Immediately preparations were made for wintering with an awning fitted over the ship’s upper deck while around 200m away the frozen ground was excavated for the foundations of a 9.3 x 9.1m wooden building bought in Australia. Similar in design to Australian outback houses, the prefabricated building was intended to be used for accommodating the landing party and provide shelter should Discovery break away from her moorings.

The building had a veranda around three of its sides, double-thick walls and insulated flooring. The windows were double-glazed and six skylights with shutters were installed for lighting. Despite all the insulation, the building was too cold for comfort and so to conserve coal for heating the building was not used for accommodation. Instead expedition members remained on the ship that was, despite the dampness and ice formation in the cabins, comfortable.

In 1908, the Nimrod party gained entrance to the hut through a window and found the interior to be mainly snow-free. The party made good use of the hut, stacking it with boxes of provisions for warmth. On Scott’s second expedition, it was intended that the building be used for a wintering party in 1911 but sea ice prevented Terra Nova from getting close enough to offload its supplies.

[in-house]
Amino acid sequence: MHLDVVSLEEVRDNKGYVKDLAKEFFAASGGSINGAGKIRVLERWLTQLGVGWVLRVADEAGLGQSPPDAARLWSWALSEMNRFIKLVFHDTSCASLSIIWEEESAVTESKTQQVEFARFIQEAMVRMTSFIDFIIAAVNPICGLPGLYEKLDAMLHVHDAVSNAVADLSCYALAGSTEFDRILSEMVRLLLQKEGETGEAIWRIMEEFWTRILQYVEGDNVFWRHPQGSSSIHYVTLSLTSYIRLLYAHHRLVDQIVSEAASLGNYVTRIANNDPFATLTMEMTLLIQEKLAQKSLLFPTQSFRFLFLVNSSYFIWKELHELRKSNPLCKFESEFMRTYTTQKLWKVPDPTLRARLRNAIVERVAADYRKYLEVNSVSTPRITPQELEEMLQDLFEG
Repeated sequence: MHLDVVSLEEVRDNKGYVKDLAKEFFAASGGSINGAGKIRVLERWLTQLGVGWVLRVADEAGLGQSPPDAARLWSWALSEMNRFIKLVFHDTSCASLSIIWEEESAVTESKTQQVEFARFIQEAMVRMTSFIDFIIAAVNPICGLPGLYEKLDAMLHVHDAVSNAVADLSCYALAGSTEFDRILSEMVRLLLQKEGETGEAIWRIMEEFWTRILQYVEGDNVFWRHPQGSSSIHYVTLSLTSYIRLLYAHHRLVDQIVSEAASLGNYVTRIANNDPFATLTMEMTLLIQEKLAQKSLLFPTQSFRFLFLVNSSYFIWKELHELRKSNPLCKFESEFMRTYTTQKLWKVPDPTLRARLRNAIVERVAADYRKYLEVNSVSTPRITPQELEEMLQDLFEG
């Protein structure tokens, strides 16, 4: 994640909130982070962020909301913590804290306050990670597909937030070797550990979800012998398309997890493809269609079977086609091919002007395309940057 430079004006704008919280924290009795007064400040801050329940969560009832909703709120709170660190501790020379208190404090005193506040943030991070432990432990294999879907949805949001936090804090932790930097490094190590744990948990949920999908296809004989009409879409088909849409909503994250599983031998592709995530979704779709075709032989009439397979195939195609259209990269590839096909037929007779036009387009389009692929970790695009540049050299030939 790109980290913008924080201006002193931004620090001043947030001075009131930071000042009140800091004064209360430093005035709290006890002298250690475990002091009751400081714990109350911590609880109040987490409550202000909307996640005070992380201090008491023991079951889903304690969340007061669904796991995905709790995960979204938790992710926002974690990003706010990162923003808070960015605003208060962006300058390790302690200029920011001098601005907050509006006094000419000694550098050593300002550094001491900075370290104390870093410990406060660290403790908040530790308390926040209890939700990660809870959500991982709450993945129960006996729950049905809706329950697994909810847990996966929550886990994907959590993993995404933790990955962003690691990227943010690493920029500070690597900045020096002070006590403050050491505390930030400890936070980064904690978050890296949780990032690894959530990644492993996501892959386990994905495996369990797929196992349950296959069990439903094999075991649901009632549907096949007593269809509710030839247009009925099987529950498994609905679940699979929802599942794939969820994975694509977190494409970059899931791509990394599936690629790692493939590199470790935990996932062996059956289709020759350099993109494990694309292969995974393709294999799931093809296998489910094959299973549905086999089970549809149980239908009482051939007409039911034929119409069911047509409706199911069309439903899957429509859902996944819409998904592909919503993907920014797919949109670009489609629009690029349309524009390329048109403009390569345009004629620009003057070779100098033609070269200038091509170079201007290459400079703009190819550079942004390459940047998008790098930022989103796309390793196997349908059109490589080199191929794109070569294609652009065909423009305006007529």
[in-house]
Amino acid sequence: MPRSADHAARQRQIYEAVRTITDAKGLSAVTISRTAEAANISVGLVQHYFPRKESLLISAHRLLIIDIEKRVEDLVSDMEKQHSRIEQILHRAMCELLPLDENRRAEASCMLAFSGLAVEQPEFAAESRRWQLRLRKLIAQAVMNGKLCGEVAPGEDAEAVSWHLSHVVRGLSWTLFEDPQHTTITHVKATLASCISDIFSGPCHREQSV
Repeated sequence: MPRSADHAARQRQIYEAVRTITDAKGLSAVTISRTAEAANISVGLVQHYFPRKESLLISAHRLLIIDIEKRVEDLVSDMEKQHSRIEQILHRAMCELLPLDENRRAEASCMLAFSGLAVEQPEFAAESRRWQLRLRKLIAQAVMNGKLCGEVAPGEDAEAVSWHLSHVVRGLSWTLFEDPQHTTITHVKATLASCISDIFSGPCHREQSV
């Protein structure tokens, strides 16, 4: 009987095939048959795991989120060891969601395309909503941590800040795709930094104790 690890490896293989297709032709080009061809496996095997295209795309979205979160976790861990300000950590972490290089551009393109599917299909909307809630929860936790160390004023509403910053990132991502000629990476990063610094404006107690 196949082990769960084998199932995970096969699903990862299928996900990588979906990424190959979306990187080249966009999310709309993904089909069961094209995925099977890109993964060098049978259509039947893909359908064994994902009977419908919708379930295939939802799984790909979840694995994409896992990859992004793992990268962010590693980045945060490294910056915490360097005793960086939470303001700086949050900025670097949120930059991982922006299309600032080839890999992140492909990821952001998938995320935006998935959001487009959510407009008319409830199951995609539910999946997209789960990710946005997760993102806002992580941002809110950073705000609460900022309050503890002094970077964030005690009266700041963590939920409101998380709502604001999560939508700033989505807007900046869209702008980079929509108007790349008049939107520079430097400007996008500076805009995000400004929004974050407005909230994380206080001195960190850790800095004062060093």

Nonetheless, a shore party did clear the accumulated ice around the hut and again portioned the building with cases. The party also installed a brick blubber-burning stove while the veranda on the south side was enclosed to form stables. The hut was extensively used by the Ross Sea Party in 1915-1916 with the party’s dog handler quoted as saying the hut had ‘’a fair quantity of grub and plenty of cigars’’. In April of 1915 when members of the party were waiting for the sea ice to become firm enough for their return to Cape Evans it was recorded in a diary that when the candles ran out the improvised blubber lamps were in full force with the smoke being so terrific each person breathed it out while their clothes oozed with blubber, resulting in the building becoming blackened with soot.